It is no secret to anyone that voter turnout in Canada has been on a downward trend. According to Elections Canada, the turnout for the last federal election in 2011 was 61.4% – the third lowest in our country’s history. The turnout among students and younger people in particular is lower than any other age group (this is not to say that other factors such as economic and social status are not equally responsible). National estimates cite a shocking 38.8% for voters between the ages of 18-24. That number sucks. According to a poll conducted by Statistics Canada, the most common reason given for the people in this age group was that they were not interested in voting. Others stated that they were too busy with school or their work, and others were away or traveling. Interestingly enough, for senior citizens, the most common reason for not voting was due to illness or disability. And yet just over 75% of people in the age group 65-74 voted. Is it safe to assume that seniors respect democracy more than students do?
I believe there is another reason that plays a big role. This election will be the first time that many university students are eligible to vote federally. It can be an intimidating process. Several questions will arise, doubts will start to form. When voting day rolls around, the effort to go to a polling station won’t be made. After that, continued apathy towards voting seems almost permanent. How can this be avoided? Firstly, if you are feeling this way, know that you are not alone. Secondly, there is an abundance of available resources online and on-campus that help students with their first vote. One such resource is the Get Out the Vote! Campaign (if you would like to learn more about them, I highly encourage you to check out their website). The campaign is headed by Fallis Thompson, VP Academic for the Acadia Students’ Union. You can pledge to vote from their website.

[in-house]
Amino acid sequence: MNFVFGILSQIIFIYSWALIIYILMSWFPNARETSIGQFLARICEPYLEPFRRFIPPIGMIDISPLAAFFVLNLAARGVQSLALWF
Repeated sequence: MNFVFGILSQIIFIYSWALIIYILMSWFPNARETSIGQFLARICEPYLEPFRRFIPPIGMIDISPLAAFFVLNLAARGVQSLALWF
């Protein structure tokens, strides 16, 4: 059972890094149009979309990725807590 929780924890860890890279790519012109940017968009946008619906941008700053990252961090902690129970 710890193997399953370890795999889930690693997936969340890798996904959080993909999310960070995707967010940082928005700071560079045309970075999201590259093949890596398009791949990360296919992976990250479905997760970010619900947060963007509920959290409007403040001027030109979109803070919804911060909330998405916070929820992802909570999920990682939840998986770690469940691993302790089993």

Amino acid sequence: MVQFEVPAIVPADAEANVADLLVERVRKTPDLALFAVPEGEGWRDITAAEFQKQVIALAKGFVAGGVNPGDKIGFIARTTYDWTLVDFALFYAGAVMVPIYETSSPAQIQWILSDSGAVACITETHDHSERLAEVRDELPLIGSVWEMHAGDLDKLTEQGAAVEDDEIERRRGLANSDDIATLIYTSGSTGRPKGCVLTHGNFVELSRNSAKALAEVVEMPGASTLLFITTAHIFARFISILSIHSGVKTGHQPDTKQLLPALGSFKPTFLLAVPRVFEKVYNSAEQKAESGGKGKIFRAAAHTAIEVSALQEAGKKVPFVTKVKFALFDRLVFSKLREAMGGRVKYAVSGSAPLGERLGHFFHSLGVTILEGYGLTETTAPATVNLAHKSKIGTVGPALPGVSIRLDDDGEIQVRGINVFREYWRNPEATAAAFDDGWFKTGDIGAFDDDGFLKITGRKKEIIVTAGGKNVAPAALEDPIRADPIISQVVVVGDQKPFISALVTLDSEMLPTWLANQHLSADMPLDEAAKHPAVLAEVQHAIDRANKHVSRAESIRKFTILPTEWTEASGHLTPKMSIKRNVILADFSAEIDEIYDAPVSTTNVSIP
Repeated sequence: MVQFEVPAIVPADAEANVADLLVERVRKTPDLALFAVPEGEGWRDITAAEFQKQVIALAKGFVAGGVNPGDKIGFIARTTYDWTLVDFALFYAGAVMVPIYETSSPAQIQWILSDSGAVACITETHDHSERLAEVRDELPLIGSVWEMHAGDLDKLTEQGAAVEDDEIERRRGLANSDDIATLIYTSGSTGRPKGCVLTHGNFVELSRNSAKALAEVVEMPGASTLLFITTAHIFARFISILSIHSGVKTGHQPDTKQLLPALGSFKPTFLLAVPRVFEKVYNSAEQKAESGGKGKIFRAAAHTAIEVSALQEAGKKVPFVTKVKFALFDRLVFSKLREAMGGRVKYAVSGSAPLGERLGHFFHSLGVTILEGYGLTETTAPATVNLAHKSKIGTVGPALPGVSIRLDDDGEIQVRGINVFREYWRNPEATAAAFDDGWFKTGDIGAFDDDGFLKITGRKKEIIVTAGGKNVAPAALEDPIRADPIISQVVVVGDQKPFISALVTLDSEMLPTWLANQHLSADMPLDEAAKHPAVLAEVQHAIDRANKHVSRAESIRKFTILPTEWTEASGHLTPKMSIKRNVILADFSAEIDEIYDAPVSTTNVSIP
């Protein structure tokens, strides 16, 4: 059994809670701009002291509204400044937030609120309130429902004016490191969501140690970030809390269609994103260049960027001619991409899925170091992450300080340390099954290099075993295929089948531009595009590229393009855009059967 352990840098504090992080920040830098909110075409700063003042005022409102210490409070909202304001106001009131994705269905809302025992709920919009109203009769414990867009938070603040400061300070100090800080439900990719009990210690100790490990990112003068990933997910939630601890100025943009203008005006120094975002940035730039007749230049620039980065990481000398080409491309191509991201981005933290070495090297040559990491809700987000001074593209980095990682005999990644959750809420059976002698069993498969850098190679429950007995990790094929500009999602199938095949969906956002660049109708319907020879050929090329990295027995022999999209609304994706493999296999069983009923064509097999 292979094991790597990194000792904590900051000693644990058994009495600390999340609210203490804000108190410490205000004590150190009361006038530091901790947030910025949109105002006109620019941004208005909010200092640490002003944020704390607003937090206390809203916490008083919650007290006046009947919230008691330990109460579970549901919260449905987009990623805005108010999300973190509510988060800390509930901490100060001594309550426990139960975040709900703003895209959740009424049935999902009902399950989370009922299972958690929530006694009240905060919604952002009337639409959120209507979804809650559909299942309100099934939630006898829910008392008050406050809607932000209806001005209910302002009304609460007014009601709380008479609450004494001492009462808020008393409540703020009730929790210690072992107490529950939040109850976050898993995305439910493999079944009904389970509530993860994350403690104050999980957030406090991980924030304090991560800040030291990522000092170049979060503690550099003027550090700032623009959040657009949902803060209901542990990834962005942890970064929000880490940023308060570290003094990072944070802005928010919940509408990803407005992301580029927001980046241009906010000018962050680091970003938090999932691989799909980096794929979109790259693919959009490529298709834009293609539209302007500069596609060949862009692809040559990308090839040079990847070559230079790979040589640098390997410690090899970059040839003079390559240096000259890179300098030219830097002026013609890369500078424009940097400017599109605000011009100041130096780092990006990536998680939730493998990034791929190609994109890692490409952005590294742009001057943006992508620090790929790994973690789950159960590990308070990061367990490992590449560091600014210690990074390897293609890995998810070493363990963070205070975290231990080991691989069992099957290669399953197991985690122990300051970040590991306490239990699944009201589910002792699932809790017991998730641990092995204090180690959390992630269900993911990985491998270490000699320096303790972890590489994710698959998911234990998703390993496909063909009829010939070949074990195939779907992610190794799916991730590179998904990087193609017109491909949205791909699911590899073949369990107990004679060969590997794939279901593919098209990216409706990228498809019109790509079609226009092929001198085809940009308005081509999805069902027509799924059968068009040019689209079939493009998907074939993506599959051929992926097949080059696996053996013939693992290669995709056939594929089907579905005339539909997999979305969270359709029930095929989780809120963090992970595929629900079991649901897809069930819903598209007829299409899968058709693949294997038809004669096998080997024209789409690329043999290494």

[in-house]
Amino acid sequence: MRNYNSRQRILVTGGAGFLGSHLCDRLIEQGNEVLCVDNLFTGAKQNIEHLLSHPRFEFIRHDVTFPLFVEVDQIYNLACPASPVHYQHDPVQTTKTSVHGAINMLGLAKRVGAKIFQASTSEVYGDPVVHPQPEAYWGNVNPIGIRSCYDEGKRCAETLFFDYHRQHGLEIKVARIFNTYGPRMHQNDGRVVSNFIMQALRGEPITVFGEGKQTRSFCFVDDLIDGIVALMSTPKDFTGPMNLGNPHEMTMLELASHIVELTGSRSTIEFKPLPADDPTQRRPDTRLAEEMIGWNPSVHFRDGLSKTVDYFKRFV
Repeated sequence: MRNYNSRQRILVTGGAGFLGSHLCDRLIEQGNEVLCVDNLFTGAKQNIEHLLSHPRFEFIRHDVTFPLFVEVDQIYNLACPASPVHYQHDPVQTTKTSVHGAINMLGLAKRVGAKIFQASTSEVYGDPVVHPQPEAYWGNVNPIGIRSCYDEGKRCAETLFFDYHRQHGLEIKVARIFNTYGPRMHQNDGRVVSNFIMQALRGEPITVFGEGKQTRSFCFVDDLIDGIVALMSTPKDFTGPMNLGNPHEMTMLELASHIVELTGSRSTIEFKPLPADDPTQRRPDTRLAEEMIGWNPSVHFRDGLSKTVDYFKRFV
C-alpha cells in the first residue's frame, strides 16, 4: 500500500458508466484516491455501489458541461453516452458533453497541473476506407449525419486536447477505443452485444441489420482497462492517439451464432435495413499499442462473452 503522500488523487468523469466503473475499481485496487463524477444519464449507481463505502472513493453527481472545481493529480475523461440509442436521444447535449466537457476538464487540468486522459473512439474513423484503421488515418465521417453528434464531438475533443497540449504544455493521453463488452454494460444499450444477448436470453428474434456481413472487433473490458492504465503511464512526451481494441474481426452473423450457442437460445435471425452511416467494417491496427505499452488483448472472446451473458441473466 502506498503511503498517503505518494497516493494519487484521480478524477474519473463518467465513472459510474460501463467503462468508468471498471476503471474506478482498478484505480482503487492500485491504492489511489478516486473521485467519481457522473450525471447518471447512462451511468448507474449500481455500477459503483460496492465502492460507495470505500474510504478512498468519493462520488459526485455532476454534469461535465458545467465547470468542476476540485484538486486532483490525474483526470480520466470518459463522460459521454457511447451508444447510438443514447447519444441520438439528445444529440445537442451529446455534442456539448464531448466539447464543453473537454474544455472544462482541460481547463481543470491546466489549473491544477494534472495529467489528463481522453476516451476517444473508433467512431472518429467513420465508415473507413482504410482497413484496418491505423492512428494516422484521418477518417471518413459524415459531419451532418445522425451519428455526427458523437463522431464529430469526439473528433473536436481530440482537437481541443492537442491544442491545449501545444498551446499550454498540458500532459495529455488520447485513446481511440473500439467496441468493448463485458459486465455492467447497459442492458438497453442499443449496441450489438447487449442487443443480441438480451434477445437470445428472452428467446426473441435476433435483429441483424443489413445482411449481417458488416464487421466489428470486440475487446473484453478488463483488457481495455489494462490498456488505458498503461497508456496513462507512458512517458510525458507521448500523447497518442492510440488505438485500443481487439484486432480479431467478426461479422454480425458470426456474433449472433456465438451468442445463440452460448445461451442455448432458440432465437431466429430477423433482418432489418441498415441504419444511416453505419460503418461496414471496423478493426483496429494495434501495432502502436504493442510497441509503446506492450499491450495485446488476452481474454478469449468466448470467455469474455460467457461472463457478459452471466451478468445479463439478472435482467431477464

Of course, having the right to vote also means having the right not to vote. It is not a responsibility or a civic duty. It is a privilege. If you don’t like the choices, then why bother choosing? Feel free to spoil your ballot. And I don’t agree with the argument that says that “those who didn’t vote don’t have the right to complain.” I retain my right to complain about everything. That being said, I strongly believe that students should vote. I believe that students should exercise their civic right and fulfill their role in democracy.
Why? I suppose the answer is a bit of a cliché. Whether it comes down to something more immediate like education or something more long-term like fossil fuel consumption, there is no doubt that the decisions made today will affect our futures tomorrow. And who is it that inherits that future? We do! Moreover, students have a huge capacity to manipulate the social agenda to their will. Consider the student movement in Quebec in 2012. Premier Jean Charest proposed a tuition raise of almost 75%. As a result, a quarter million people took to the streets in protest. While this is definitely an extreme case, I also believe it demonstrates just how underestimated the student population is when it comes to its ability to partake in civic engagement. “I feel like some students don’t realize the large impact they can have in this election,” Thompson says. “Actions speak louder than words and voting is the perfect example of that.”
There are a hundred reasons you can come up with not to vote, whether it be apathy or ignorance. But when it comes down to it, what will really be stopping you from casting a ballot? I hope you will think about it and ask yourself if the obstacle is something you can overcome. Don’t let first time intimidation stop you. Make yourself heard. Shape your future the way you want it to be shaped. Vote in the federal election on October 19th, 2015.
Pledge to Vote: http://asu.getoutthevote.ca/
Get Out The Vote FAQ: http://www.getoutthevote.ca/voting_faq
Voter Turnout At Federal Elections and Referendums: http://www.elections.ca/content.aspx?dir=turn&document=index&lang=e§ion=ele#ftn2
Factors associated with voting: http://www.statcan.gc.ca/pub/75-001-x/2012001/article/11629-eng.htm
Reasons for not voting in the May 2, 2011 federal election: http://www.statcan.gc.ca/daily-quotidien/110705/dq110705a-eng.htm
Estimation of Voter Turnout by Age Group and Gender at the 2011 Federal Election: http://www.elections.ca/content.aspx?section=res&dir=rec/part/estim/41ge&document=report41&lang=e#p41